Disbelief is a common reaction from people who hear that one in every three working-age adults in Michigan are low-literate, impacting their ability to find jobs sufficient to support a family. We need to face this head-on.
Ann Arbor, Mich. (PRWEB) October 20, 2011
Washtenaw Literacy, a non-profit organization founded in 1971 with a goal to end adult illiteracy, has grown to an organization servicing over 1900 learners through the dedicated efforts of over nearly 700 volunteer tutors. The agency provides a critical service in the face of real crisis in Michigan—steep unemployment figures coupled with high levels of adult illiteracy.
On October 14, Washtenaw Literacy’s 2011 World in a Basket event, an annual fundraiser featuring silent and live auctions, attracted more than 300 guests, providing an important indicator of community interest and continuing support for the agency. Newly appointed Washtenaw Community College President Rose Bellanca and Detroit Free Press columnist Rochelle Riley served as honorary hosts for the event, which raised 20% of the group’s budget for the year. Bellanca and Riley spoke passionately about the foundational role that literacy plays in fulfilling life goals and dreams, endorsing the good work of the Agency. Yet the need in Washtenaw County is great, and there is a long journey ahead in the fight to end illiteracy.
“Disbelief is a common reaction from people who hear that one in every three working-age adults in Michigan are low-literate, impacting their ability to find jobs sufficient to support a family. We need to face this head-on,” says Amy Goodman, Executive Director. “Michigan unemployment remains too high and low-literate adults face the hardest challenges of all in their search for employment. We must do more to help. At Washtenaw Literacy, we have a unique opportunity to shine a spotlight on the impact low literacy has on our community and what we must do about it—how wonderful it would be to eliminate illiteracy in the county altogether!”
Goodman notes that during the coming year there will be many opportunities to get involved in the goal to end illiteracy. These events include Power Tutor training, Support Literacy Now in May, World in a Basket 2012 in October, and much more. “There are many ways to help…tutoring, financial contributions, committee work, corporate sponsorships, and in-kind support,” said Goodman. “It will take all of this and more to help end adult illiteracy in Washtenaw County.”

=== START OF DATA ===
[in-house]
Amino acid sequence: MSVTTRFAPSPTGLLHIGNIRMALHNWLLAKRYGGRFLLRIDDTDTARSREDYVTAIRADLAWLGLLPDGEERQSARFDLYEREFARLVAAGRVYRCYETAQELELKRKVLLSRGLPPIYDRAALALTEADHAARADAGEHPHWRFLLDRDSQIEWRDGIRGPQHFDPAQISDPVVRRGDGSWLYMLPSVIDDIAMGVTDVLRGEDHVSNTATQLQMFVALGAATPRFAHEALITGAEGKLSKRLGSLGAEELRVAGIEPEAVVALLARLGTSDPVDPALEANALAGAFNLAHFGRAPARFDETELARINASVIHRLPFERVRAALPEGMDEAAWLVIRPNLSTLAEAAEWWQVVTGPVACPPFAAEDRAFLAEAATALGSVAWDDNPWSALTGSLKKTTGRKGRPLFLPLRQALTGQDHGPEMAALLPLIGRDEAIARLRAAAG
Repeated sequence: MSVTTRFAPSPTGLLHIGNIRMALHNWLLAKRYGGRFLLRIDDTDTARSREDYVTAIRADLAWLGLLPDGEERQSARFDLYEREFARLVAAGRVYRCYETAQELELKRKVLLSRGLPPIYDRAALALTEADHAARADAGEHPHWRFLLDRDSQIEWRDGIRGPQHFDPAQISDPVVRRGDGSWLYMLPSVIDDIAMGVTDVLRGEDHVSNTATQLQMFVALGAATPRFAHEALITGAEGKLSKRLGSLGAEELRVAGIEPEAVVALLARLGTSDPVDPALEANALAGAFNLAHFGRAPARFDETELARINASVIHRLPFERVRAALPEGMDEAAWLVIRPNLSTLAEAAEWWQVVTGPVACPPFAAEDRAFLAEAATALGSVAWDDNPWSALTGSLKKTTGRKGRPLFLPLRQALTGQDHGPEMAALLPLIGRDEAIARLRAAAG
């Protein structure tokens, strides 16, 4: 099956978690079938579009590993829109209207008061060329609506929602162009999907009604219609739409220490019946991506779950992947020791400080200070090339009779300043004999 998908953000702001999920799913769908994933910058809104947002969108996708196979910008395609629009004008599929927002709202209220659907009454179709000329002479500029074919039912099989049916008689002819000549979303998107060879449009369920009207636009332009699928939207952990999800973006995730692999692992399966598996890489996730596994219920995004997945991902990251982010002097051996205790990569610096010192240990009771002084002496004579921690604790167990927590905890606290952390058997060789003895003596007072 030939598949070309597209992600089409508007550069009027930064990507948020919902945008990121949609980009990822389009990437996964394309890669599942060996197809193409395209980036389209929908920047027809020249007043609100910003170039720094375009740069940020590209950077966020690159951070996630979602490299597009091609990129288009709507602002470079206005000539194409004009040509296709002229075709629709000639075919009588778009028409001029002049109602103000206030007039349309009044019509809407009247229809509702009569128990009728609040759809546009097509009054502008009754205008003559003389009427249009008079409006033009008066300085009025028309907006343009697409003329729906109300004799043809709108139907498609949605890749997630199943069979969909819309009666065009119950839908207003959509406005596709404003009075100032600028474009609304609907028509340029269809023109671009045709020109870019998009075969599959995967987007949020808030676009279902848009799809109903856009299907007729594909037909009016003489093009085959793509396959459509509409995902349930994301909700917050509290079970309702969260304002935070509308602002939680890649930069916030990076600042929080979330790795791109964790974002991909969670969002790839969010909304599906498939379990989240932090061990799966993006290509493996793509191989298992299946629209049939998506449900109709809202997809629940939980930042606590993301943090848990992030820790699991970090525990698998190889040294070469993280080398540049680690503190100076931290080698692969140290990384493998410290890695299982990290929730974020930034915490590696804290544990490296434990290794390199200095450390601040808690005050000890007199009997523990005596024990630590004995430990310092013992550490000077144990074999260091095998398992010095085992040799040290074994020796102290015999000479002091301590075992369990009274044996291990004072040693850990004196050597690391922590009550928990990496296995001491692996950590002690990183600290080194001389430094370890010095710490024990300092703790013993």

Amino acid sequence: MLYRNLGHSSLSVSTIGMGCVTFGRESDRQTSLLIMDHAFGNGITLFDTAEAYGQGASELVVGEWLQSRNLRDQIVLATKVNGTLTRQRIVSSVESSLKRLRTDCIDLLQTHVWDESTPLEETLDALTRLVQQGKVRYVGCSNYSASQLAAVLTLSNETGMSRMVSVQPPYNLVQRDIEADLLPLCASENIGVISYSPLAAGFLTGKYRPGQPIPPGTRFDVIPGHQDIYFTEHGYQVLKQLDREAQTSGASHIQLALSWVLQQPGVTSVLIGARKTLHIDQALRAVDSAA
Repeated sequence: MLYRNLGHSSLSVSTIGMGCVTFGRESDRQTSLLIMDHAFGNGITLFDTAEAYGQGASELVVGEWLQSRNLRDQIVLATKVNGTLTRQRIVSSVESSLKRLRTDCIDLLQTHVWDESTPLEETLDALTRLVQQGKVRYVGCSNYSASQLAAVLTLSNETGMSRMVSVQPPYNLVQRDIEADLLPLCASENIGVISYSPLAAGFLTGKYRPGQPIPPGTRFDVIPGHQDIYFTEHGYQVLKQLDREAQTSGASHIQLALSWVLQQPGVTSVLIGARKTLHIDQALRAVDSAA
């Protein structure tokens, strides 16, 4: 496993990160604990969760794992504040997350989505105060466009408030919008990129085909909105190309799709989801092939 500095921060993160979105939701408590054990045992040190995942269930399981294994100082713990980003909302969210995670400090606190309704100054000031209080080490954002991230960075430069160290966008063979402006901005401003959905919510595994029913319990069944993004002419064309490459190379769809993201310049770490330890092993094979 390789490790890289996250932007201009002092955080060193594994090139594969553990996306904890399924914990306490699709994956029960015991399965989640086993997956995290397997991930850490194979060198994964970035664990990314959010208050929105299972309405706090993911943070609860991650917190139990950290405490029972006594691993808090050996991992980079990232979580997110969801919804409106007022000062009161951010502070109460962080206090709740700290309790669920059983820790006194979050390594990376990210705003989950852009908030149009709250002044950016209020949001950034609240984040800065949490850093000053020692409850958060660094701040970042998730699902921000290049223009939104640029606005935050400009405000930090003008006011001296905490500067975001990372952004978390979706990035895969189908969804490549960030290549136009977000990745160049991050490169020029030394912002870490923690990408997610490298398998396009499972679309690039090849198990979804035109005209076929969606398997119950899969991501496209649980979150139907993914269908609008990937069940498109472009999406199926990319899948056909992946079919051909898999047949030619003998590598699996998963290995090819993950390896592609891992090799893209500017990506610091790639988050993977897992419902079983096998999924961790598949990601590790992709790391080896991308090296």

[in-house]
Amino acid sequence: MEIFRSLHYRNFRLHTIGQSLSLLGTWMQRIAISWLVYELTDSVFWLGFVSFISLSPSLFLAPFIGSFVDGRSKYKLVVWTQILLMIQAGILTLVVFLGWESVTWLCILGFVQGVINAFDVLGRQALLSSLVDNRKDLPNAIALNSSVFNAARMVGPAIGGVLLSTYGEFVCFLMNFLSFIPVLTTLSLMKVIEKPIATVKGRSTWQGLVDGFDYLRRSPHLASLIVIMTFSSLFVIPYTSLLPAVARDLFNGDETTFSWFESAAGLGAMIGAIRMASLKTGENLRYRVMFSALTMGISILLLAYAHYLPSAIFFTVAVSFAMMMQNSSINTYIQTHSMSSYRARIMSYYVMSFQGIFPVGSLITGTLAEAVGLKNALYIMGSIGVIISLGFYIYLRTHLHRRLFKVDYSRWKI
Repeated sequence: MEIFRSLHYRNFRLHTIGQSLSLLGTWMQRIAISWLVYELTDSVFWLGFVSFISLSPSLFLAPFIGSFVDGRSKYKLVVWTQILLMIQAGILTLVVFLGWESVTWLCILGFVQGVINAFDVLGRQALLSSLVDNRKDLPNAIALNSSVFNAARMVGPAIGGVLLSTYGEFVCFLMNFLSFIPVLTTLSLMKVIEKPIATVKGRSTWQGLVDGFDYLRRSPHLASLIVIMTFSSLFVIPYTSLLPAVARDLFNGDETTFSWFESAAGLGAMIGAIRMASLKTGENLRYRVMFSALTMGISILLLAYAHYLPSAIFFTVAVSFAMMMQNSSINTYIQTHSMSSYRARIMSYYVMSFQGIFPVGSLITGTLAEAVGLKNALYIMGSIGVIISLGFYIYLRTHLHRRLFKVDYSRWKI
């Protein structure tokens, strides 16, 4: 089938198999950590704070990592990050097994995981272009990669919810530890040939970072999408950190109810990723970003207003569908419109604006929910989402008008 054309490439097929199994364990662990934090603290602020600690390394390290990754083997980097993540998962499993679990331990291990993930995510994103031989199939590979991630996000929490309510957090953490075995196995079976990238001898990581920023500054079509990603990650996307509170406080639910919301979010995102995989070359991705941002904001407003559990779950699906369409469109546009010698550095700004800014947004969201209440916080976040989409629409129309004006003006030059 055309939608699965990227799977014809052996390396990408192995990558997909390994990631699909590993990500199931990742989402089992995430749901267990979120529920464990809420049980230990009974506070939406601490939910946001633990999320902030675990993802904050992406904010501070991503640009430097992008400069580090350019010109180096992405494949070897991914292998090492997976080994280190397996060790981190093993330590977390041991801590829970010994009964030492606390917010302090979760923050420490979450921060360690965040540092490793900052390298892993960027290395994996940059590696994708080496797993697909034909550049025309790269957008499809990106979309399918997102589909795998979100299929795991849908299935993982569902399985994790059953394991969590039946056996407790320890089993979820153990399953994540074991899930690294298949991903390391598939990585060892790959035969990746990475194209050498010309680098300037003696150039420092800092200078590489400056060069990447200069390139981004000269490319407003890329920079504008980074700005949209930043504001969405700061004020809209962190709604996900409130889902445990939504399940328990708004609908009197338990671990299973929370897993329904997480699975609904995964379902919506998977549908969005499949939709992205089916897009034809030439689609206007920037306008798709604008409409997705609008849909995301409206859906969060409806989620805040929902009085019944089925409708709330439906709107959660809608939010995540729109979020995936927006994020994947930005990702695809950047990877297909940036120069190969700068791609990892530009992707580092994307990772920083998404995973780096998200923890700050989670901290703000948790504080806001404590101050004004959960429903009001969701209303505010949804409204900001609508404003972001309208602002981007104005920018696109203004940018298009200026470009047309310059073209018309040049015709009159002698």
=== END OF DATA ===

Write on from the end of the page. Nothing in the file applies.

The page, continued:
To explore how you can join the fight against illiteracy, please call Washtenaw Literacy at (734) 879-1320 or go to http://www.washtenawliteracy.org.
About Washtenaw Literacy
Washtenaw Literacy’s purpose is straightforward: we help adults change their lives through literacy. Our organization has devoted the last 40 years to helping men and women improve their reading, writing and English as a second language skills. Our 40th anniversary provides a special opportunity to recommit to ending illiteracy in Washtenaw County.
Our core program is one-on-one tutoring. This is the approach our first volunteer tutors used in 1971. The reason we still use it today is because it works. Over 90% of adults in our one-on-one tutoring program reach one or more of their goals. Part of this success stems from our “designer tutor” approach. We train each of our volunteer tutors to plan lessons according to the learner’s strengths, needs and goals. Adult learners in our program are motivated because they are setting, and meeting, their own standards for success.
This focus on individual goals makes our program unique in the county. Washtenaw Literacy is a critical part of our community’s educational continuum. Someday we hope to have no need for our services. Until then, we’ll support our volunteer tutors as they help low-literate men and women improve their skills and their lives.